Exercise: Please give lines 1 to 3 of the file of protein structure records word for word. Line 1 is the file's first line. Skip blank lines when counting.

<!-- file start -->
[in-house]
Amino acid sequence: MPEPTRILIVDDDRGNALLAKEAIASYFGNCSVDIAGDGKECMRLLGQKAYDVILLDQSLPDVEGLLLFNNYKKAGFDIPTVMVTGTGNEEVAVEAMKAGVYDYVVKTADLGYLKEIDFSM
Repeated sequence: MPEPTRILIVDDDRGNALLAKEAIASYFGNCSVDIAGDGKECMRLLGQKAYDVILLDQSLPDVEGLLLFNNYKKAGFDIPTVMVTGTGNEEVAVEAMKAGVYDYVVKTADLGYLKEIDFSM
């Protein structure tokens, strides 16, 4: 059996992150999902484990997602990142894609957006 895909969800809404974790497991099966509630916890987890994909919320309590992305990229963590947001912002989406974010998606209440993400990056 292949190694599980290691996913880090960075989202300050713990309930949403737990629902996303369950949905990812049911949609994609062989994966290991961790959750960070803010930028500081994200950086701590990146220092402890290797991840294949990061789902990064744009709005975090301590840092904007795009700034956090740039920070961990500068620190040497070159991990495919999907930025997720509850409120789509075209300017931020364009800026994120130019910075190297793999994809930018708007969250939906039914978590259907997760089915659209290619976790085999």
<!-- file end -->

[in-house]
Amino acid sequence: MPEPTRILIVDDDRGNALLAKEAIASYFGNCSVDIAGDGKECMRLLGQKAYDVILLDQSLPDVEGLLLFNNYKKAGFDIPTVMVTGTGNEEVAVEAMKAGVYDYVVKTADLGYLKEIDFSM
Repeated sequence: MPEPTRILIVDDDRGNALLAKEAIASYFGNCSVDIAGDGKECMRLLGQKAYDVILLDQSLPDVEGLLLFNNYKKAGFDIPTVMVTGTGNEEVAVEAMKAGVYDYVVKTADLGYLKEIDFSM